JG: I don’t, I mean, I don’t think I work any harder than the next guy. I mean, there’s 37 people in this company. They start between 5:00 and 8:00 and work, most people work 9 ½ or 10 hours a day, office included, and we’ll work our extra hours on Friday, or Friday’s a short day or no day otherwise. I mean, my hours, I mean, I could be here at 5:30, or I could be here at a quarter of eight. My dad said you know, never come in at the same time every day. Always vary your arrival and your departure times. I mean, I try and keep under a 55 hour workweek. I don’t…you get a little burnt out after that. And we even instituted a safety policy here where guys on the floor couldn’t work 55 hours more than three weeks straight, and then they had to do 40, because we noticed near misses. We track safety and near misses and what not, and the near misses were happening to guys that were working more than three long weeks.
HH: Now you know some of the lefties are blasting you because you received $800,000 in tax-exempt revenue bonds to build the plant. A) what do they not get about that deal? And B) so what? What do you think about that?
JG: Well, the interest rate was a little bit less expensive than a conventional loan. I mean, it was shortly after I took the helm. My dad died, March 30th, 1987. All right, so and I went into a, we had a bit of a family feud that went on for a few years after that. So it was advised to me to go that way. I was taking the advice of my experts – accountants and lawyers and things like that. And a banker is part of my circle of trust, and yeah, so it might have been a half a point cheaper on the interest rate, but you know, you pay through the nose on fees.
HH: Yeah, yeah.
JG: And same thing with the 504 SBA loan back in that same era. It’s…all the government does is guarantee payment like on a 504 loan. They’re not…and you pay a lot for that guarantee. I don’t know. I mean, the only one I know, I wouldn’t do it that way again. You know, we’re an okay business. I can go out in more markets, and I’m aware of more markets that I can get institutional funding for us.
HH: Well, the argument was that I think they were trying to say is that you shouldn’t be out there helping Mitt Romney criticize Barack Obama, because the government’s helped you out, too. And it made it sound like you wouldn’t be doing what you’re doing except for the government. How do you react to that, Jack Gilchrist?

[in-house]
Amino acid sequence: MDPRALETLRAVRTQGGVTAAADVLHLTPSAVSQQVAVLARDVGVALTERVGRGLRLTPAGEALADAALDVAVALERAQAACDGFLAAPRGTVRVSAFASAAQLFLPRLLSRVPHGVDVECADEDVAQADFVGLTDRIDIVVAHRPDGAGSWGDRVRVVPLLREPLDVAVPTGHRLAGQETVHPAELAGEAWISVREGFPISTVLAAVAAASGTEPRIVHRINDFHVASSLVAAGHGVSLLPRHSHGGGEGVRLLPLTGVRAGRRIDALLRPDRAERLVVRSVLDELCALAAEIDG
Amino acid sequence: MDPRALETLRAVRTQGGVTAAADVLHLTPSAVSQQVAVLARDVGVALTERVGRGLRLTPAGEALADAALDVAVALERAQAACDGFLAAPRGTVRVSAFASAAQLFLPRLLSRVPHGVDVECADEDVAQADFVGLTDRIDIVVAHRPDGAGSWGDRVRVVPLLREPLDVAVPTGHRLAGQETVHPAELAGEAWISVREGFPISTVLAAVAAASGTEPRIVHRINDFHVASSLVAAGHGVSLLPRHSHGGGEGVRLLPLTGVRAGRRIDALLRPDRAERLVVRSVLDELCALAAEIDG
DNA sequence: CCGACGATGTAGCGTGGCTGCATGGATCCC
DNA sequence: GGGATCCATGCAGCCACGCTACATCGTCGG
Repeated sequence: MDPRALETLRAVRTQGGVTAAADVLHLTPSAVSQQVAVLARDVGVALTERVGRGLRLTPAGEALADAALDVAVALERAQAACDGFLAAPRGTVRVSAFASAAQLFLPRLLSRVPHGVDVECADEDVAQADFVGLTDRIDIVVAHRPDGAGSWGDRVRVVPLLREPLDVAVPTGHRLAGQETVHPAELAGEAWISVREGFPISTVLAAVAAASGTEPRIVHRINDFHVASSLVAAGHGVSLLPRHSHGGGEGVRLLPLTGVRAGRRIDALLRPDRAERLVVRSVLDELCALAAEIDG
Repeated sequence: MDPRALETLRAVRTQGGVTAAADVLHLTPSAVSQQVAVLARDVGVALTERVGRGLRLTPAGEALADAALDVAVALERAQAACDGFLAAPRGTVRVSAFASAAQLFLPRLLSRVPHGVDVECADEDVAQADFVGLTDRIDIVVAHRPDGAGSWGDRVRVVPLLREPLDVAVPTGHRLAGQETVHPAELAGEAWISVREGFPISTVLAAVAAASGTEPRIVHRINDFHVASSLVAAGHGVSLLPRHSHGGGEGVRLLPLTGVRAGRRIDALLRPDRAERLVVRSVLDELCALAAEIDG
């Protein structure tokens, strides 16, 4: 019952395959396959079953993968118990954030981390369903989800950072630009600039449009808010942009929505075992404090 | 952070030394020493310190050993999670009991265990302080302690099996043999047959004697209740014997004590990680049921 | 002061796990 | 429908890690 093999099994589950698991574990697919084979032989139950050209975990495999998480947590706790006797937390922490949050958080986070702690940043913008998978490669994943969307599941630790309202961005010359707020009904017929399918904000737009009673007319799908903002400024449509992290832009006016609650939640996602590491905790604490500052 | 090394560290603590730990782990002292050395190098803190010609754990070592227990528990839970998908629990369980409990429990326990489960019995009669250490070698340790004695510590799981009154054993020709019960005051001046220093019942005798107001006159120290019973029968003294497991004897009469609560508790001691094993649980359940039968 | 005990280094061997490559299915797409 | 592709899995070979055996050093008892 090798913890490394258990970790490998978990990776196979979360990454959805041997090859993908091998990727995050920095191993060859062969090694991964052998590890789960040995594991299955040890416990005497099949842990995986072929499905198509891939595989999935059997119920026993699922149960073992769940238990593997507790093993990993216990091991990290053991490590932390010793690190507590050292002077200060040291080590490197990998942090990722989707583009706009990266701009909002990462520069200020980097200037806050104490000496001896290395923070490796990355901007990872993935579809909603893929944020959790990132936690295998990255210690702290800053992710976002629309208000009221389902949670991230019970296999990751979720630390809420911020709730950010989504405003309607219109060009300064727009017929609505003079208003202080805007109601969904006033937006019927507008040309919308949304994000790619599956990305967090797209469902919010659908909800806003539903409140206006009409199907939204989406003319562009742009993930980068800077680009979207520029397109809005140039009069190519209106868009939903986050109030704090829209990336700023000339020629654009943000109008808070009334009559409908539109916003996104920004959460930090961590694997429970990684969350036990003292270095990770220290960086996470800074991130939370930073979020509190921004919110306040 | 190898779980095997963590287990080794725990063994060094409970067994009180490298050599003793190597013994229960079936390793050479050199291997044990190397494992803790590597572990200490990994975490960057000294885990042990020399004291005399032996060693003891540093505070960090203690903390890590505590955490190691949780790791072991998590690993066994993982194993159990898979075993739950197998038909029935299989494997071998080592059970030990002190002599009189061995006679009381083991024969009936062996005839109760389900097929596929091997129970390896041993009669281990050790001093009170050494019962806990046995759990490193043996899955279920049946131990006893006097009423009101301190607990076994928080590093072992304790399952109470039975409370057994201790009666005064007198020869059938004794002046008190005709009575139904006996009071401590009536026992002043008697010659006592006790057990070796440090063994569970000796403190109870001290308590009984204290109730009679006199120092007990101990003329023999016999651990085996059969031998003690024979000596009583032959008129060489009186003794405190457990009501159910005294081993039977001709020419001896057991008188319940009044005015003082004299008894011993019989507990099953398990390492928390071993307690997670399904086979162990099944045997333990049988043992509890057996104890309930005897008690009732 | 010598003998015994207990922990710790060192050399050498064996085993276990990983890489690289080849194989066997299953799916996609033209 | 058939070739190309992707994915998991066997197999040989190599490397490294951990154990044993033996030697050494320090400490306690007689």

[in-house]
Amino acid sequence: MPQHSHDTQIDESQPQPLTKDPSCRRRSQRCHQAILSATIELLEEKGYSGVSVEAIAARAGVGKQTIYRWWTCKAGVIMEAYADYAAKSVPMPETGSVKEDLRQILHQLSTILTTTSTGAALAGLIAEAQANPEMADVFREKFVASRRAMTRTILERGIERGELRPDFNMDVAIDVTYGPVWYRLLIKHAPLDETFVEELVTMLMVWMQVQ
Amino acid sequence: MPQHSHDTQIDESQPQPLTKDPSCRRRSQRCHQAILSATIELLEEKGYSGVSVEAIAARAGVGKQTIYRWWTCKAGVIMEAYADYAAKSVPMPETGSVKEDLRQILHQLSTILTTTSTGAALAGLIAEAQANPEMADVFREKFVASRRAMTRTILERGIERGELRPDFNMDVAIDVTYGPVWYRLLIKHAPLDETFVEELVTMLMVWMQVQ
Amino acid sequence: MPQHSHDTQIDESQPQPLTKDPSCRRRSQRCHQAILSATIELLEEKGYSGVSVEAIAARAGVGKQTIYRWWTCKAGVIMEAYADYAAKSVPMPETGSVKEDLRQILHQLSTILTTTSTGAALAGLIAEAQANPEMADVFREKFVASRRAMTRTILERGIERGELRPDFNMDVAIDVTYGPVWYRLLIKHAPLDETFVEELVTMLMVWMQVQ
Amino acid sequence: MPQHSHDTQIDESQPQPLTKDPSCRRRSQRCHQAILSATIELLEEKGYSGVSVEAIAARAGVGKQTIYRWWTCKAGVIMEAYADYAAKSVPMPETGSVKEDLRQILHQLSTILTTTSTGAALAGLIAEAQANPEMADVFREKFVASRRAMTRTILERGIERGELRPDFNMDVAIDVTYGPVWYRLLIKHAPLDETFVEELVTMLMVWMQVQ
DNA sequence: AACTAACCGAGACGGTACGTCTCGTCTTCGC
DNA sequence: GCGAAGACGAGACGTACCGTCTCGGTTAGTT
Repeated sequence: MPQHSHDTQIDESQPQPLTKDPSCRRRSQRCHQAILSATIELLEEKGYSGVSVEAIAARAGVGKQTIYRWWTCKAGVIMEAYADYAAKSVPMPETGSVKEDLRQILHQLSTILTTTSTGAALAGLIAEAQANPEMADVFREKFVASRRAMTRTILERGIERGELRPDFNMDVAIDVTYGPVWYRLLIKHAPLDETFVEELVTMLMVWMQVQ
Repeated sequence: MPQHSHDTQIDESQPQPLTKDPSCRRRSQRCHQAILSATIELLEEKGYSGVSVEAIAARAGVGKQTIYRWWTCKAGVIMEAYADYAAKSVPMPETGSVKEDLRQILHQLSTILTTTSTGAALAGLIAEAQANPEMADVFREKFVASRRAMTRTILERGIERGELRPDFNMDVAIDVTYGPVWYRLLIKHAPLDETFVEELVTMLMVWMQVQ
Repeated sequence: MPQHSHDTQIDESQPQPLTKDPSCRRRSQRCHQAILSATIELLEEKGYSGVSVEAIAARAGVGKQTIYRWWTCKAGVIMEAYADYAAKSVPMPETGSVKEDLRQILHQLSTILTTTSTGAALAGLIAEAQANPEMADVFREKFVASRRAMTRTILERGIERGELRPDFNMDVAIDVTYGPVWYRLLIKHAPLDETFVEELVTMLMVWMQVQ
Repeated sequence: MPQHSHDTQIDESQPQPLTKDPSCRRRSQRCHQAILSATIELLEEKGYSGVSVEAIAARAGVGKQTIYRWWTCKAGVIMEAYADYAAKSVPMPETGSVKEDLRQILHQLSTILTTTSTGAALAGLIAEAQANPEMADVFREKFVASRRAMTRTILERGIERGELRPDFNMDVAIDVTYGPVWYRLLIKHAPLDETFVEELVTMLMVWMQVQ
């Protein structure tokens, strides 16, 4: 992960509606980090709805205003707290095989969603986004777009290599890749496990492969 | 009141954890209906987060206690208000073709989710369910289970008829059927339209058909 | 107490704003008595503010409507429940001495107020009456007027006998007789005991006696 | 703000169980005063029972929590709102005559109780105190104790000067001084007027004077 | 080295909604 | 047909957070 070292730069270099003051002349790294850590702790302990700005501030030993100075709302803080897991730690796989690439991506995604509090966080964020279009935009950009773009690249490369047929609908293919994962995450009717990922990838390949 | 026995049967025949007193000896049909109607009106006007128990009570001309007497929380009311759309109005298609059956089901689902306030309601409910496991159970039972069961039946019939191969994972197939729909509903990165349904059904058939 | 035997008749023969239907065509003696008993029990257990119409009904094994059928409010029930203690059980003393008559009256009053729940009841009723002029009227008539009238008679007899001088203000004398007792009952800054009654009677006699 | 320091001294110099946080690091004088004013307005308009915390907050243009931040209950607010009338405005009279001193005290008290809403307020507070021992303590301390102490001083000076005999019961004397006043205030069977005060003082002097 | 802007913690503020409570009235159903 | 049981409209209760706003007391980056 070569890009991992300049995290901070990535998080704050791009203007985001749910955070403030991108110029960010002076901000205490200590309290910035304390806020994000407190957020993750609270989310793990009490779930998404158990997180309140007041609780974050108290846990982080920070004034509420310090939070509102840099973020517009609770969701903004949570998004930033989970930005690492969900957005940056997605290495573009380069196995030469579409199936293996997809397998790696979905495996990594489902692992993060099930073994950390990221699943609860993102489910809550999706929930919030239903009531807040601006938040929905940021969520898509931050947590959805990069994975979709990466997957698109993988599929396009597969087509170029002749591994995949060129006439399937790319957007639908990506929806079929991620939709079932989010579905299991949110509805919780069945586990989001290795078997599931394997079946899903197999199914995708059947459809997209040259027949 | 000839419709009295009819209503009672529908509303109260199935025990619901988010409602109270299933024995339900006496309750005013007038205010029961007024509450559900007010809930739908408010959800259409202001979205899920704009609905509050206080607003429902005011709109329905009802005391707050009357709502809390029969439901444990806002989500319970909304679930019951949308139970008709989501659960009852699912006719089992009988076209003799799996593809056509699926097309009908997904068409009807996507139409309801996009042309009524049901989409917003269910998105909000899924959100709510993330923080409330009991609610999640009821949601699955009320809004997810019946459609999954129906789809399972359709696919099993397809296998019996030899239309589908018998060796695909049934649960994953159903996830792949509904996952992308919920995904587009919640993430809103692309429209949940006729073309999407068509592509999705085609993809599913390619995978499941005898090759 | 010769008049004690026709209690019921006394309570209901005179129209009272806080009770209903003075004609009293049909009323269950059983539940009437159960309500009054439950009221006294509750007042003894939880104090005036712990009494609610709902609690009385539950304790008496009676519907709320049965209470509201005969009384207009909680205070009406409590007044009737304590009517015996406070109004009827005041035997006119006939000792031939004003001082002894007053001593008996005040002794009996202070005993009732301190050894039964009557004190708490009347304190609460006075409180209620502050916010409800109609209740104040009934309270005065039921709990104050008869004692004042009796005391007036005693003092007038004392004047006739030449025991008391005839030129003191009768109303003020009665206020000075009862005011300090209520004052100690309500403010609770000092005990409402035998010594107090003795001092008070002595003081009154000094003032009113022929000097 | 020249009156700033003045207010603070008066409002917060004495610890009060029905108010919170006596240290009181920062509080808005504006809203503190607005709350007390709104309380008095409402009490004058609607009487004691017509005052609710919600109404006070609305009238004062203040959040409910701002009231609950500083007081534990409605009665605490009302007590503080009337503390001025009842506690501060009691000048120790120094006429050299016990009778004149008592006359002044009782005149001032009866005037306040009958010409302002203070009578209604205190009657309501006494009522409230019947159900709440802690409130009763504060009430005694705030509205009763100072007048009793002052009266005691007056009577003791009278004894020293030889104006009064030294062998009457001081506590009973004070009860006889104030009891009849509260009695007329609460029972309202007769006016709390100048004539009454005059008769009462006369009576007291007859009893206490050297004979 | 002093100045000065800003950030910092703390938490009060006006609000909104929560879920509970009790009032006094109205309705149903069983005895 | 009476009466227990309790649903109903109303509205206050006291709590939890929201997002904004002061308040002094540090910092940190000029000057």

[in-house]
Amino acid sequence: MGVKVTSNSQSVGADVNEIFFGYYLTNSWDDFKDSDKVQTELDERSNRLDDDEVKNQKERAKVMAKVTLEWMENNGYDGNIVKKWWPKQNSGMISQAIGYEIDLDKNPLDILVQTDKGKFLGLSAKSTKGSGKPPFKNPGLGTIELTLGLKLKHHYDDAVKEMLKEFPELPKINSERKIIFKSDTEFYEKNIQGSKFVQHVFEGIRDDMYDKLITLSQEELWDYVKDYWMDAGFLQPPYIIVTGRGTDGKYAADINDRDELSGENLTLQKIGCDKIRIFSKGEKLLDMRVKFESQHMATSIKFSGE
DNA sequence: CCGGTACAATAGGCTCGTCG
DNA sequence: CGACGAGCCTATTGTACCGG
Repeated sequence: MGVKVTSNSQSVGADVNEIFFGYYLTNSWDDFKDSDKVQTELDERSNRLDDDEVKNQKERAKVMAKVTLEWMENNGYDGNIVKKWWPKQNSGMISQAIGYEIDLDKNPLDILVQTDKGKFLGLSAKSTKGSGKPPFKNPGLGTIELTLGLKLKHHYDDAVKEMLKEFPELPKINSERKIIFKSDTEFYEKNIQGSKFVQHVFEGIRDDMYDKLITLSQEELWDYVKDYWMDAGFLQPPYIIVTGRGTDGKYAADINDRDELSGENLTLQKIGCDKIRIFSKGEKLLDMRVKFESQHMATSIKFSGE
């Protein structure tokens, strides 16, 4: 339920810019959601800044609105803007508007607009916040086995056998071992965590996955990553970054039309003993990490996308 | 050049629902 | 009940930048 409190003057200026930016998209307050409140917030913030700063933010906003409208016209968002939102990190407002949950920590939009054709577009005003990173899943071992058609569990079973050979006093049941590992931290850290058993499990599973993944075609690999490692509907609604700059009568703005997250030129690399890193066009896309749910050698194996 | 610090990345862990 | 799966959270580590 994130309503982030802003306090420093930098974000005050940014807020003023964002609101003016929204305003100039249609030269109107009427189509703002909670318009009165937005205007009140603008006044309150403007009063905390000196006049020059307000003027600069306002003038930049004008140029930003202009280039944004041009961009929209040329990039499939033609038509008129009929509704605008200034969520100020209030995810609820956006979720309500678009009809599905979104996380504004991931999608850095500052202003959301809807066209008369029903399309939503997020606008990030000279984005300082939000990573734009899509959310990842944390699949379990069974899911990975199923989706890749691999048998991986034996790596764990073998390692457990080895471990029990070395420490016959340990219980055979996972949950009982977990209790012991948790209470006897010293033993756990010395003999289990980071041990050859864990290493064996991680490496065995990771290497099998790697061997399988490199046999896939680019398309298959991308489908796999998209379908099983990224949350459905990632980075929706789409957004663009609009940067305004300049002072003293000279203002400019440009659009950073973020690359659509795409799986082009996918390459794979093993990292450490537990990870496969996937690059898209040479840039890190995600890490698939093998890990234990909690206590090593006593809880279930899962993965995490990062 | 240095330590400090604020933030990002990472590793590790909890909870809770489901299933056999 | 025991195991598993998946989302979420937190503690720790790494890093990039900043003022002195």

JG: I wouldn’t be doing what I’m doing except for the government? I don’t…I mean, I got one of those criticisms a little while ago, and every once in a while I respond to one, and I wish I could give you his direct words, but my response was are you suggesting that if you built your own house, that you grew the trees, cut them down, and sawn them into lumber as well? Everybody works with other people here. I mean, I have a supply base. I’ve got employees. Yeah, we drive on the roads. And I’ll give the government some kudos. But the government is made up of the people, by the people and for the people. And you know, our parents and our grandparents built the Interstate Highway System. And I don’t know if it’s been paid for or not. For all I know, we’re still paying for the Interstate Highway System of 50 years ago. But it’s there for us all to use equally. It doesn’t give me an advantage over you.
HH: That is exactly, I think that’s the key point. The President seemed to be making this hostile assertion about small businessmen not having worked hard, or would have been safety netted. And were there days where you were staring at the bottom line and wondering whether the place was going to stay open?
JG: Are you kidding me? Were there days? I mean, we have to make a lot of adjustments in our life. And I think that’s one of the differences maybe between somebody who made it and didn’t make it. You know, you’ve got to continually reevaluate your situation and adjust accordingly. You can’t just stay the course. And only the Devil walks in a straight line, I was once told.
HH: Yeah, that’s true. Now in terms of taxes, Jack Gilchrist, you’re paying your fair share?
JG: It’s my understanding that avoidance of taxes, an honorable profession, not paying them is a crime. I assure you I am not a criminal.
HH: And so in terms of property taxes, state and local taxes, I know New Hampshire is a low tax state, right? You’re not like California. They’re not taking 10% or more out of your bottom line, are they, from your income?
JG: Well, we don’t have an income tax, but property taxes here are rather high. I live in a 1,500 square foot ranch, in the woods, and I’m paying almost $6,500 bucks, and we have part-time fire, regular police, and curbside trash pickup and recycling every other week. We have our own septic and our own water.
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HH: So Jack Gilchrist, when you heard that, what did you think?
JG: Well, I think it’s, you know, he was ginning up the crowd, and I take it to be rather condescending to guys, people like me or us. I think if it isn’t what he meant to say, his sentence structure is a little bit off, and his use of plural and singular grammar is wrong, and I’ve got to believe he meant what he said. He, after all, I think he was the editor of the Harvard Law Review, a rather prestigious publication. So I can’t imagine he misspoke. And take the whole sentence out of the equation, Hugh, and it’s still, he’s still pushing government, he’s pushing big government. He wants to take our money and spend it on the people he wants to spend it on, and Solyndra and a bunch of others, just a glaring example of that. But I think he’s talking about the community at large. And a community is made up of individuals, and the strength of the community is equal to the strength and contributions of those individuals. And when individuals stop contributing, communities crumble. You know, the Plymouth Plantation was a disastrous communal experiment until Governor Bradford gave, or whatever the terminology is, lots of land to the individuals. It wasn’t until then that the community thrived.